Parton has transcended her humble East Tennessee roots to become a legend. One of 12 children, she graduated high school on a Friday night and moved to Nashville on Saturday morning. On her first day in town, she met Carl Dean. The two have been married nearly 40 years.


arton’s first Top 40 hit was in 1967 with "Dumb Blonde," but she really gained national acclaim appearing with Porter Wagoner on his popular TV show, where her pretty voice, big bouffant hair and heartfelt songs made her a favorite with Country Music viewing audiences. After a painful professional split with Wagoner, Parton forged a successful solo career with hits including "Here You Come Again," "Love Is Like A Butterfly" and "I Will Always Love You," which Whitney Houston revived in the film "The Bodyguard," and turned into a monster hit.

Parton starred in a string of films, among them “The Best Little Whorehouse In Texas,” “Rhinestone,” “Steel Magnolias” and “Nine To Five.” She went on to open a theme park, Dollywood in Pigeon Forge, Tenn., which provides much-needed jobs in the area. Parton has also helped her home region through various charitable endeavors. In an effort to raise literacy, the Dollywood Foundation launched a program giving each child born in Parton’s native Sevier County a book a month until they start kindergarten. The program is now in 540 communities in 41 states and Parton takes great pride in being known as "the book lady." She says her late father was more proud of kids calling her “the book lady” than he was of her being a recording star.

Parton recently completed a new cookbook, featuring more than 125 recipes, to raise money for her “Imagination Library.” Advance sales for Dolly’s Dixie Fixins began April 7 and purchasers of the book will enter for a chance to win a “Backyard Barbeque and Bluegrass Festival” for 100 people featuring special guest Parton. Published by Penguin Group, 100 percent of the proceeds from sales of the cookbook will benefit Dollywood Foundation which sponsors “Imagination Library,” which will provide approximately four million books to children in 2006.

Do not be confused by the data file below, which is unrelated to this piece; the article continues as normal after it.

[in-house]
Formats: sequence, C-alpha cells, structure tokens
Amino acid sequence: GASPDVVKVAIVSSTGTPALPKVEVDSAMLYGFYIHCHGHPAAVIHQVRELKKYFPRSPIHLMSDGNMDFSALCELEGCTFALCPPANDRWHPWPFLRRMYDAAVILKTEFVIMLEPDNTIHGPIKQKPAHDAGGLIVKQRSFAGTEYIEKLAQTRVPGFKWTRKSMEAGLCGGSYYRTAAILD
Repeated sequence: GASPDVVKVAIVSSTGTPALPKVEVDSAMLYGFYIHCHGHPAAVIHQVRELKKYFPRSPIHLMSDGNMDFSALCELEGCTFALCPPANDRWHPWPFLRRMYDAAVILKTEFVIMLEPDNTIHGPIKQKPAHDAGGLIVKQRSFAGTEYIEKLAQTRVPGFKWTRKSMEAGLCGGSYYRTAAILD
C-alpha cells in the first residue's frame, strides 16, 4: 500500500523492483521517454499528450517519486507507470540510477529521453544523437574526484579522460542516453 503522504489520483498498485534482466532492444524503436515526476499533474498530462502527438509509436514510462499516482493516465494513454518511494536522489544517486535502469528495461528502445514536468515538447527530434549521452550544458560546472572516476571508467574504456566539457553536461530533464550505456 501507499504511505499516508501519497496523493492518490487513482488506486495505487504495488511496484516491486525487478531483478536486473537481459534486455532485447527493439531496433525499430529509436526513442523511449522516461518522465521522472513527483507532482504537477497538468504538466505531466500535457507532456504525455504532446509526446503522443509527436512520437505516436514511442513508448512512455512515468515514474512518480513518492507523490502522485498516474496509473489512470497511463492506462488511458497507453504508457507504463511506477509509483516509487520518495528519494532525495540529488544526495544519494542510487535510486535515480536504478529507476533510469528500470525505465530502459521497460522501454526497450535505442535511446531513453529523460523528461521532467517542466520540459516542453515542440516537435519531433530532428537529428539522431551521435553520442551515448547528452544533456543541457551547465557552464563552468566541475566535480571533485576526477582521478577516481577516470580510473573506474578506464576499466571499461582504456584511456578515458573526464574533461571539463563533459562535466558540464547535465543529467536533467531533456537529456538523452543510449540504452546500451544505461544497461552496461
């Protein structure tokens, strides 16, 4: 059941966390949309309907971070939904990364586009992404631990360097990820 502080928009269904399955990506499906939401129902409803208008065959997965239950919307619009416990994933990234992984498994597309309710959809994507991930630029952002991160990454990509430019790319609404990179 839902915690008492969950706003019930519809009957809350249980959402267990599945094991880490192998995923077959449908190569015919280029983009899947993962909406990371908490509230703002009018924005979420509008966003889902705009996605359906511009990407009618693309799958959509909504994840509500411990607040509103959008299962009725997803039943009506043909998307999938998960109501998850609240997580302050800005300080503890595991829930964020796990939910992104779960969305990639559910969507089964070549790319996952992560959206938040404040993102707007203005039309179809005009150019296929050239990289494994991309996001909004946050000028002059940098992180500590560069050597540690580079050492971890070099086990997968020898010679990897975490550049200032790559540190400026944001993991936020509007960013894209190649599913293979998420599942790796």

Parton shows no sign of slowing down. 

Her recent GRAMMY-winning Sugar Hill albums have tapped into Parton’s mountain/bluegrass music roots and have been well received. She plans to tap even deeper into those roots in the future with an album of gospel material. And she expects to release a book for children, I Am A Rainbow. Down the road, she’d still like to create a television show for children and launch a perfume line.

At the moment, Parton is busy writing songs for a Broadway production of “Nine To Five,” based on the 1980 movie in which she co-starred with Jane Fonda and Lily Tomlin. 

She turned 60 on Jan. 19, and isn’t shy about it. In fact, Parton even played on her age to get laughs during her last concert series, “The Vintage Tour.” "We're not only from the '60s, we're in our 60s," Parton joked. "On ‘The Vintage Tour,’ I have a lot of humor from those days that I think people my age are going to get a kick out of … from letting it all hang out to trying to suck it all back in.”

Parton continues to forge ahead with her winning combination of quick wit, business savvy and creative vision. It’s a sure bet she’ll sail through her 60s fueled by the same drive and determination that made her one of the world’s best-loved entertainers. 

On the Web: www.sugarhillrecords.com, www.dollymania.net and www.DollyOn-Line.com